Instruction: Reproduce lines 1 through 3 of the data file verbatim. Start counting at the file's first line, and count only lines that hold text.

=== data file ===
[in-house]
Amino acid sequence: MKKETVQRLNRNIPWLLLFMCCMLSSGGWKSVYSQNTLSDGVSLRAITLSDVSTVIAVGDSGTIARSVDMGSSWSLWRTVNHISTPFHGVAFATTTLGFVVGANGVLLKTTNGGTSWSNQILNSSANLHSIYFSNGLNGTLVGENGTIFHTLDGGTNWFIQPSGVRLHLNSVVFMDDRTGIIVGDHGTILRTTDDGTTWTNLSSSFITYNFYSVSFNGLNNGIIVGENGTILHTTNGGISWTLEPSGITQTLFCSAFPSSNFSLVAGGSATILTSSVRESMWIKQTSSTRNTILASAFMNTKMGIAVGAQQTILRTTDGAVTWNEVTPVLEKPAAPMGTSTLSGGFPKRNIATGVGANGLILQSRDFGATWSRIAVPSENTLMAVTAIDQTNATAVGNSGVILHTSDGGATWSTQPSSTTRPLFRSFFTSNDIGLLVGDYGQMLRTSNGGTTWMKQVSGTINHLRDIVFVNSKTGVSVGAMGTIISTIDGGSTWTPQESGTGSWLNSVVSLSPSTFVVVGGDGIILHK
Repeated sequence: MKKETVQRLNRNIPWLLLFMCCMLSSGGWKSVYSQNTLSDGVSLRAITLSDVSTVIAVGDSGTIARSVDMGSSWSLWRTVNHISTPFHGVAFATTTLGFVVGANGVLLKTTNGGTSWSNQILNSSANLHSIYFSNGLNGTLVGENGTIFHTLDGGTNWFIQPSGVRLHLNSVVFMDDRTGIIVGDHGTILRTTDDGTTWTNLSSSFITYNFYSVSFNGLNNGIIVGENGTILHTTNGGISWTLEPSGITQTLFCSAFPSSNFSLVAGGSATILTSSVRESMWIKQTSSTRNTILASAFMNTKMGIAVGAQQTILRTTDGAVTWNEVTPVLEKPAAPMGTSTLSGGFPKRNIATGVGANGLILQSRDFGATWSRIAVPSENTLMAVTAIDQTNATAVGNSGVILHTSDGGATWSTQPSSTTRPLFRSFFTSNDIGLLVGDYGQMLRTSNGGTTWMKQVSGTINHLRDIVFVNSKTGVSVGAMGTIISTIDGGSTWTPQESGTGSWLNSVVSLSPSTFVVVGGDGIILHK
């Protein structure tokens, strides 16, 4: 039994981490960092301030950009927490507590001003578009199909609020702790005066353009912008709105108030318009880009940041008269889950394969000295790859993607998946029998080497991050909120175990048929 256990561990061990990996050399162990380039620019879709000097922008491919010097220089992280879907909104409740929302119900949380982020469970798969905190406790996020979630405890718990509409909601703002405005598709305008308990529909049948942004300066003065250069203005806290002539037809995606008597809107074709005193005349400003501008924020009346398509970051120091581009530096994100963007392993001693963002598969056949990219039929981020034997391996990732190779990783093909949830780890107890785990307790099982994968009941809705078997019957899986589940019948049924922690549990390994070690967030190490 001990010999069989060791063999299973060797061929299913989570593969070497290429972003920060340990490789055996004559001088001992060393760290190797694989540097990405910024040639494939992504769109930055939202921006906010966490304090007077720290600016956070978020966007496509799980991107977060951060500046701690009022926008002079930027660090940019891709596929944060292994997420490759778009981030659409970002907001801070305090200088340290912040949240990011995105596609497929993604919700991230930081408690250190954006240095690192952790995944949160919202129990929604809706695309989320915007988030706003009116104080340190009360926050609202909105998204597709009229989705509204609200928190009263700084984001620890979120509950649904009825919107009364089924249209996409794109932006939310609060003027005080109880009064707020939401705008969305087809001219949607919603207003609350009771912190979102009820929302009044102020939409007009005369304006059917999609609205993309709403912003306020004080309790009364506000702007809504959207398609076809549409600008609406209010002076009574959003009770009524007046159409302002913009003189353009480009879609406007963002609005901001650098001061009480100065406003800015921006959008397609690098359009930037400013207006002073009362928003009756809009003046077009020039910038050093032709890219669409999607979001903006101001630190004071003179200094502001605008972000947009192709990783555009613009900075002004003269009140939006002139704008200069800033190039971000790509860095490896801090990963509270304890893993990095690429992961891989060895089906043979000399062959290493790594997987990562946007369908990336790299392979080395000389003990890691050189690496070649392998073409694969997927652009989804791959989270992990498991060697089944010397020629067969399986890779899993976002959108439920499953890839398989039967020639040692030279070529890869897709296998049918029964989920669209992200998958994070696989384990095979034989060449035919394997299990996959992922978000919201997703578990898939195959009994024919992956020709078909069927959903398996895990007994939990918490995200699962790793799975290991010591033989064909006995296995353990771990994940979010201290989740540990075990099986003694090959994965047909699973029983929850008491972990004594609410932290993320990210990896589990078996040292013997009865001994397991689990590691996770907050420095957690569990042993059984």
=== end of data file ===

[in-house]
Amino acid sequence: MKKETVQRLNRNIPWLLLFMCCMLSSGGWKSVYSQNTLSDGVSLRAITLSDVSTVIAVGDSGTIARSVDMGSSWSLWRTVNHISTPFHGVAFATTTLGFVVGANGVLLKTTNGGTSWSNQILNSSANLHSIYFSNGLNGTLVGENGTIFHTLDGGTNWFIQPSGVRLHLNSVVFMDDRTGIIVGDHGTILRTTDDGTTWTNLSSSFITYNFYSVSFNGLNNGIIVGENGTILHTTNGGISWTLEPSGITQTLFCSAFPSSNFSLVAGGSATILTSSVRESMWIKQTSSTRNTILASAFMNTKMGIAVGAQQTILRTTDGAVTWNEVTPVLEKPAAPMGTSTLSGGFPKRNIATGVGANGLILQSRDFGATWSRIAVPSENTLMAVTAIDQTNATAVGNSGVILHTSDGGATWSTQPSSTTRPLFRSFFTSNDIGLLVGDYGQMLRTSNGGTTWMKQVSGTINHLRDIVFVNSKTGVSVGAMGTIISTIDGGSTWTPQESGTGSWLNSVVSLSPSTFVVVGGDGIILHK
Repeated sequence: MKKETVQRLNRNIPWLLLFMCCMLSSGGWKSVYSQNTLSDGVSLRAITLSDVSTVIAVGDSGTIARSVDMGSSWSLWRTVNHISTPFHGVAFATTTLGFVVGANGVLLKTTNGGTSWSNQILNSSANLHSIYFSNGLNGTLVGENGTIFHTLDGGTNWFIQPSGVRLHLNSVVFMDDRTGIIVGDHGTILRTTDDGTTWTNLSSSFITYNFYSVSFNGLNNGIIVGENGTILHTTNGGISWTLEPSGITQTLFCSAFPSSNFSLVAGGSATILTSSVRESMWIKQTSSTRNTILASAFMNTKMGIAVGAQQTILRTTDGAVTWNEVTPVLEKPAAPMGTSTLSGGFPKRNIATGVGANGLILQSRDFGATWSRIAVPSENTLMAVTAIDQTNATAVGNSGVILHTSDGGATWSTQPSSTTRPLFRSFFTSNDIGLLVGDYGQMLRTSNGGTTWMKQVSGTINHLRDIVFVNSKTGVSVGAMGTIISTIDGGSTWTPQESGTGSWLNSVVSLSPSTFVVVGGDGIILHK